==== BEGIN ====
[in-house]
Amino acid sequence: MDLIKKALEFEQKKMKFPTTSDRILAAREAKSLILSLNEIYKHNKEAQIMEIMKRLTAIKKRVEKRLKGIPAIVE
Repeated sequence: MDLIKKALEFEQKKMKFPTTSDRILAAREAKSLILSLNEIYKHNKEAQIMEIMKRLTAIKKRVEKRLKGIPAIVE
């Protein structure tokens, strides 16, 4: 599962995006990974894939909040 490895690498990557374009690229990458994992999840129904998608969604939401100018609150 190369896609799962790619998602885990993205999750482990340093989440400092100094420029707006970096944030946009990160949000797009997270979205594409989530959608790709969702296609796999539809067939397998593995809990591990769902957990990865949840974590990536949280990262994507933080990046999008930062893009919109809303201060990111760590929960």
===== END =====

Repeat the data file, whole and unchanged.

[in-house]
Amino acid sequence: MDLIKKALEFEQKKMKFPTTSDRILAAREAKSLILSLNEIYKHNKEAQIMEIMKRLTAIKKRVEKRLKGIPAIVE
Repeated sequence: MDLIKKALEFEQKKMKFPTTSDRILAAREAKSLILSLNEIYKHNKEAQIMEIMKRLTAIKKRVEKRLKGIPAIVE
């Protein structure tokens, strides 16, 4: 599962995006990974894939909040 490895690498990557374009690229990458994992999840129904998608969604939401100018609150 190369896609799962790619998602885990993205999750482990340093989440400092100094420029707006970096944030946009990160949000797009997270979205594409989530959608790709969702296609796999539809067939397998593995809990591990769902957990990865949840974590990536949280990262994507933080990046999008930062893009919109809303201060990111760590929960």